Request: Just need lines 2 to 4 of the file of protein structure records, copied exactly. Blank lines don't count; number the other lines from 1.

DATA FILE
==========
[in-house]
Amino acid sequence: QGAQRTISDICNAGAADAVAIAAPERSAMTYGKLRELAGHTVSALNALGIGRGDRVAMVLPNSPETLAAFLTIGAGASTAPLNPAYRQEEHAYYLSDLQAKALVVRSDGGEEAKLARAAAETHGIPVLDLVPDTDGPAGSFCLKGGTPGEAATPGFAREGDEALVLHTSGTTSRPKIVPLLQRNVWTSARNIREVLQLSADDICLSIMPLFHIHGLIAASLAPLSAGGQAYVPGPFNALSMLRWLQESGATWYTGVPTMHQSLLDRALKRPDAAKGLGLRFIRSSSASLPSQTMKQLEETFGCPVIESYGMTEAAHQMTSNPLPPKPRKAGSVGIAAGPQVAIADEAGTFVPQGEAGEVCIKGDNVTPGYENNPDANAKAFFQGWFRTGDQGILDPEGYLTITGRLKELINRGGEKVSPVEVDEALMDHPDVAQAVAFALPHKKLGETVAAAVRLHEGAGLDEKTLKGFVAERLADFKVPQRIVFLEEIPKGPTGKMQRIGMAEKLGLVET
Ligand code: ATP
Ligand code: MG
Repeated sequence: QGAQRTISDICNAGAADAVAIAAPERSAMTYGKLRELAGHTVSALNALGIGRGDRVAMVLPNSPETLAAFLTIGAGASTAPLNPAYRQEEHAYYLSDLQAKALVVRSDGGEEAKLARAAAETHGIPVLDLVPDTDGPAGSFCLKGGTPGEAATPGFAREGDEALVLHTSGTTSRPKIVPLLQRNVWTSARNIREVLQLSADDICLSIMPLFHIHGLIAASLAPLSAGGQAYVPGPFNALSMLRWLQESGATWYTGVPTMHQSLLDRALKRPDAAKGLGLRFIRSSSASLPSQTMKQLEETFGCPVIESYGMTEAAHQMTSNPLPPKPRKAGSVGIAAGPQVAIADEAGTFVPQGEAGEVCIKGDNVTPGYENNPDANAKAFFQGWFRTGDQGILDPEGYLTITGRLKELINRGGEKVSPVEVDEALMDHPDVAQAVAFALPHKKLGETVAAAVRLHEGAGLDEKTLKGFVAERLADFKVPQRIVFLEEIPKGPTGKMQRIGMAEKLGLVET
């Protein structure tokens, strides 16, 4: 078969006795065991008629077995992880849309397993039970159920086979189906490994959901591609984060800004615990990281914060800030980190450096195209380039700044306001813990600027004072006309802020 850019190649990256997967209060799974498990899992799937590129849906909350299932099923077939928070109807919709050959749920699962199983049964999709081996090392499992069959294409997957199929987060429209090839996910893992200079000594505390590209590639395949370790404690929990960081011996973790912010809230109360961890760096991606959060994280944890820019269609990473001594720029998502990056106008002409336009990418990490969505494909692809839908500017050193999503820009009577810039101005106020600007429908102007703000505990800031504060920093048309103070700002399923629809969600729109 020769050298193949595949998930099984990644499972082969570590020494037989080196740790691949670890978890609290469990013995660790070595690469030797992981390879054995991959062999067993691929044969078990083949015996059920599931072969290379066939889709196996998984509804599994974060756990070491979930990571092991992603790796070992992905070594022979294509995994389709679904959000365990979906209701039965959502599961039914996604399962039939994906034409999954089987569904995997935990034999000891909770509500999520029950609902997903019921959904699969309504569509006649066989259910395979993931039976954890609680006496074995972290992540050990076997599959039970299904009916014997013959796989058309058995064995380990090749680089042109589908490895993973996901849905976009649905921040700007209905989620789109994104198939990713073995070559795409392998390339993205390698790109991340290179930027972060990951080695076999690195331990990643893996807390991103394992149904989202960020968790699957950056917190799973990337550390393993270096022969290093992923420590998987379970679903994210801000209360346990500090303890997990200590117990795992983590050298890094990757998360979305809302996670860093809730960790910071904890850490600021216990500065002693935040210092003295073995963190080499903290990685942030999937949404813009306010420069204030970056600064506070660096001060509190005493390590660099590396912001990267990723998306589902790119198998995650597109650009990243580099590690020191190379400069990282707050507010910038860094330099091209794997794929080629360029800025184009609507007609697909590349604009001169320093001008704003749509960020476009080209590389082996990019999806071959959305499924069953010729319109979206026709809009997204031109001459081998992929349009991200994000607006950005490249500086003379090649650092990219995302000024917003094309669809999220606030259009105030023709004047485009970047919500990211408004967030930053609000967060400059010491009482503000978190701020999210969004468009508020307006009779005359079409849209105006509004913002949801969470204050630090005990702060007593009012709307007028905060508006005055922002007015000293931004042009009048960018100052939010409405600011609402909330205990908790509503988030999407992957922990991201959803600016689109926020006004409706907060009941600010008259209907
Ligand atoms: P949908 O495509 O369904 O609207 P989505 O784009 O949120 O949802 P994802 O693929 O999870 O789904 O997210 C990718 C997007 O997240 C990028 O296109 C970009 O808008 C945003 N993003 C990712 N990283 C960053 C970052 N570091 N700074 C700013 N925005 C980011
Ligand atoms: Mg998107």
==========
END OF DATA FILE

Amino acid sequence: QGAQRTISDICNAGAADAVAIAAPERSAMTYGKLRELAGHTVSALNALGIGRGDRVAMVLPNSPETLAAFLTIGAGASTAPLNPAYRQEEHAYYLSDLQAKALVVRSDGGEEAKLARAAAETHGIPVLDLVPDTDGPAGSFCLKGGTPGEAATPGFAREGDEALVLHTSGTTSRPKIVPLLQRNVWTSARNIREVLQLSADDICLSIMPLFHIHGLIAASLAPLSAGGQAYVPGPFNALSMLRWLQESGATWYTGVPTMHQSLLDRALKRPDAAKGLGLRFIRSSSASLPSQTMKQLEETFGCPVIESYGMTEAAHQMTSNPLPPKPRKAGSVGIAAGPQVAIADEAGTFVPQGEAGEVCIKGDNVTPGYENNPDANAKAFFQGWFRTGDQGILDPEGYLTITGRLKELINRGGEKVSPVEVDEALMDHPDVAQAVAFALPHKKLGETVAAAVRLHEGAGLDEKTLKGFVAERLADFKVPQRIVFLEEIPKGPTGKMQRIGMAEKLGLVET
Ligand code: ATP
Ligand code: MG